Questions and Answers: Promoting the Right Leaders
Ethan Lin is the founder of www.leadershipgeeks.com and www.personality-central.com. He has a passion to empower and develop people. Professionally, he is a corporate trainer focusing on sales training, leadership development and team building with his company Personality Central.
Promoting the right leaders is crucial. When you’re doing leadership interviews questions and answers, how should you distinguish the best leaders. The interview process can be tricky – this is assuming that you do not already know this individual.
As an interviewer, you will have questions like:
- What questions should you ask?
- What answers do you want?
- What are the criteria?
All these questions will be going through your mind when you’re interviewing. It’s a big decision you have to make, and it’s going to be tough either way.
Getting the right leader on board is crucial. Your staff morale and productivity depend on it. If a leader is incompetent or toxic, don’t be surprised to see poor results and high staff turnover.
People don’t leave their jobs. They quit their bosses. When you’re deciding on managers, you have to make a well-thought out choice because you’re entrusting your staff to them. You can’t afford to make mistakes here. When an unhappy staff leaves, they leave. They don’t come back even after you’ve fired the incompetent manager.
In the interview environment, you don’t have all the answers. All the things you know about this person is from heard only from one source: themselves. It is normal for most people to talk themselves up during the interview process. Ask them anything, and they’re going to tell you that they’re either good at it or will learn fast. Truth or not, you would have to use other methods to verify.
If everyone looks great and talks a good game, how are you going to distinguish the good from the bad? How are you going to decide which is better? Many interviewers make the mistake of hiring the most articulate individual – the ones who know how to give you an answer you want.
Without well-defined criteria, many interviewers fall prey to the illusion of competence through articulate answers of the interviewees. However, there are still questions you can ask to suss out the good leaders from the bad.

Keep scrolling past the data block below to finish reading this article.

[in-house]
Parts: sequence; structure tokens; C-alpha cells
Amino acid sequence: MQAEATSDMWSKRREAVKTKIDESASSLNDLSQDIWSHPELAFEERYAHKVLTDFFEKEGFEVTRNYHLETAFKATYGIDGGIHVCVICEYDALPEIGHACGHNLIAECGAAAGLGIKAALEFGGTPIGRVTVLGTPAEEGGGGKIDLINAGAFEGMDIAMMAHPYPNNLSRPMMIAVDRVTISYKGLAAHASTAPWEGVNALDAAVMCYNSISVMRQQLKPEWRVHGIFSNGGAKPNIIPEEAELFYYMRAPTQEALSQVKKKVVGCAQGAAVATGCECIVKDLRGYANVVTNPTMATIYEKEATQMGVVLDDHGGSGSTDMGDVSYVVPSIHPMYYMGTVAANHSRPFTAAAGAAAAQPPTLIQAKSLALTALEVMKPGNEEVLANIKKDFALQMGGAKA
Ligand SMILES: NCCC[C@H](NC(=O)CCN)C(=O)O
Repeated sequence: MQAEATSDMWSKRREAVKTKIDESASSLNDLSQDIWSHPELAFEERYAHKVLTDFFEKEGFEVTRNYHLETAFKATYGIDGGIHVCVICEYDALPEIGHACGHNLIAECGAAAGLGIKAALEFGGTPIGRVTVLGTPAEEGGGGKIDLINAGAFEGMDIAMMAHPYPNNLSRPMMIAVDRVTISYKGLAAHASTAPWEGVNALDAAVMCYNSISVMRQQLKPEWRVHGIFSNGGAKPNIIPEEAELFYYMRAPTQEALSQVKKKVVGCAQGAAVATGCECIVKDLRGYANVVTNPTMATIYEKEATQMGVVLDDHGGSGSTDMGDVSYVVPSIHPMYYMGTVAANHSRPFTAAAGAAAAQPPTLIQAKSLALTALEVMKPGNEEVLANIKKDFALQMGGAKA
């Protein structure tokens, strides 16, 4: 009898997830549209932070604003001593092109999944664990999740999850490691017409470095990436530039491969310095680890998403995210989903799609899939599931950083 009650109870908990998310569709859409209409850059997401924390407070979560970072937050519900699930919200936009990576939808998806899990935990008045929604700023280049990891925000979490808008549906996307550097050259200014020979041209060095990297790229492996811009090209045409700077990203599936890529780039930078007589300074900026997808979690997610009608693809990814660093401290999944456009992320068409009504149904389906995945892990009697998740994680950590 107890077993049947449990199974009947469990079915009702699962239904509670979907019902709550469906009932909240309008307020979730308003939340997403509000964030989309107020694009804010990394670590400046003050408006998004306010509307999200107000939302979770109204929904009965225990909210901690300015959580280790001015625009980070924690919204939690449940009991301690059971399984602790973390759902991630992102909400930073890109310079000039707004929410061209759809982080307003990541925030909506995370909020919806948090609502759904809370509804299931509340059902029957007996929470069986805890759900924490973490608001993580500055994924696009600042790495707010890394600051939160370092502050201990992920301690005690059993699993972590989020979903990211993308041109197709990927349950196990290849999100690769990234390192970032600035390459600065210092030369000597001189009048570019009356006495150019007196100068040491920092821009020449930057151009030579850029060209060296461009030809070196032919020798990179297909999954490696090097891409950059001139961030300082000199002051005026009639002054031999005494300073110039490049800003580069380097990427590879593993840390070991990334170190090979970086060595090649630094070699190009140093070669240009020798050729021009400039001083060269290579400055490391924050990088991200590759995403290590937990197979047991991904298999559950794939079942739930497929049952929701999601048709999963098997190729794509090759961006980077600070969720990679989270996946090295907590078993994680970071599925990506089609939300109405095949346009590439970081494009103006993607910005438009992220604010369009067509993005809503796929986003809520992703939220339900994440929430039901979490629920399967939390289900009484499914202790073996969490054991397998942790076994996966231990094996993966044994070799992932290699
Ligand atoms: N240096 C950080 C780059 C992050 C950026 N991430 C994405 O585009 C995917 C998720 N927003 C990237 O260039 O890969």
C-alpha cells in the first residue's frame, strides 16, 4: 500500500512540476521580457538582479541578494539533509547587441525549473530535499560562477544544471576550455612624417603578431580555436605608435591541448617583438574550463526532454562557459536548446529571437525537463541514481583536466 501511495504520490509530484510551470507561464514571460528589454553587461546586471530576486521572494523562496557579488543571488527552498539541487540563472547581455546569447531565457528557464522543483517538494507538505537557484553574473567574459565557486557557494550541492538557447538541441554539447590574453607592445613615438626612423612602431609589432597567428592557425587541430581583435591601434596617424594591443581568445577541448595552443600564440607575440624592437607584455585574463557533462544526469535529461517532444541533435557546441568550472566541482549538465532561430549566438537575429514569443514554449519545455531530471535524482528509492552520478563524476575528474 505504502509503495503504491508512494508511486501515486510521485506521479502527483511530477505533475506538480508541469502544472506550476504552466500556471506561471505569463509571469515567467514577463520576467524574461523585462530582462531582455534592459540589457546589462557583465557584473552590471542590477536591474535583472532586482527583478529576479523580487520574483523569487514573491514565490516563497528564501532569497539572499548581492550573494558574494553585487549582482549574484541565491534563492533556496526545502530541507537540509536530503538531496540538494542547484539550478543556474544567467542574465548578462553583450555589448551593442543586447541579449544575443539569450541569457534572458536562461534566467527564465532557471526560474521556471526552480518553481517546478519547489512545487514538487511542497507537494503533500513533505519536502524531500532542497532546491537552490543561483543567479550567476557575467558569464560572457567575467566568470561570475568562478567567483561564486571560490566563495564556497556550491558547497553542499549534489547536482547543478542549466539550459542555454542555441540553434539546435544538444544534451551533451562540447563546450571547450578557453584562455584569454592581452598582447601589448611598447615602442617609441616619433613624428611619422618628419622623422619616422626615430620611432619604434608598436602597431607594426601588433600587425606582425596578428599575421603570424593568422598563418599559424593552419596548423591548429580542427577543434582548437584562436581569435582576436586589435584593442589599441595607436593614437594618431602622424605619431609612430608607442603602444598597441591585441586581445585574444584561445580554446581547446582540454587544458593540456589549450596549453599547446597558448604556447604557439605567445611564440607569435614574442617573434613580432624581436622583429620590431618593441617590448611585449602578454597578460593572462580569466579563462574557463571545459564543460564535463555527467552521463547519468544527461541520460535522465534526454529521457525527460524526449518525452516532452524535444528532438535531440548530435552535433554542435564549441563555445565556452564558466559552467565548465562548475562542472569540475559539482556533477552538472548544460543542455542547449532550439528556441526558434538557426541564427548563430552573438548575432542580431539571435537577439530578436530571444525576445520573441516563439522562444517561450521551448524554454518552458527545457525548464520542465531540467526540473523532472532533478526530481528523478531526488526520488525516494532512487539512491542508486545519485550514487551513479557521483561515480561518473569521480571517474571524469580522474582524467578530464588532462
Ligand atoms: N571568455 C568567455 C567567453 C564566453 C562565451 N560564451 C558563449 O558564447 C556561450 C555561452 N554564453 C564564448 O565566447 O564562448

Here are some useful points when interviewing people for leadership positions:
Test Their Humility
A good leader is humble. He is humble enough to learn something he does not know yet. Test the interviewee asking them about a crisis that has happened due to their personal error.
- “Tell me about a time where you made a grave mistake and how you rectified it.”
- “Share a season of a crisis in the company and what you did to provide the solution.”
A humble person would share their part in the error. It seems counter-intuitive to ask someone to share a weakness. But this is humility – having a realistic view of their strengths and weaknesses.
Proud people tend to blame someone else, and then make themselves look good by talking up their role in solving the problem. Avoid such leaders – they will take all the credit for the good work and blame their staff for the mishaps.
Test Their Competence
Of course, a good leader needs to be competent. And you need to test them for it. Is this leader supposed to:
- Do a lot of planning?
- Work with people a lot?
- Sell his proposals?
Put them on the spot by creating a scenario where these skills have to be practiced. Leaders need to be good at what they’re doing – they can’t say ‘I don’t know this, but I’m going to learn fast.’ That’s a good answer for a fresh job-seeker, but not an appropriate one for a leader. After all, only competent leaders get respect.
Are They Likable?
You need a leader that people like. Most people want to competent AND likable people. I know, it sounds superficial, especially with all these eccentric tyrants like Steve Jobs that are held up as models for leadership today. Let’s put them as exceptions and look at what ‘normal’ leaders should be.
If the staff like their leader, they’re more likely to follow instructions with enthusiasm and complete their tasks. Conversely, they’ll find it hard to motivate themselves to work for someone they dislike.
To test for likability is an easier job.
Ask the interview panel if the interviewee is a likable person. Don’t just listen to your gut – hear the different perspectives. Sometimes, interviewers commit the mistake of hiring someone they can connect with – this means that there’s an inherent bias in the process. Consult a few others before deciding.
Probation As A Last Resort
These are criteria you use above and beyond the usual background checks. If you’re still not sure after the interview, consider putting the leader on probation. However, this is not recommended because instability in leadership causes discontentment among staff.
These questions should suffice in obtaining the responses you want. You should be able to tell if the leader will is likable, will do their job well and will bear the responsibility for the organization.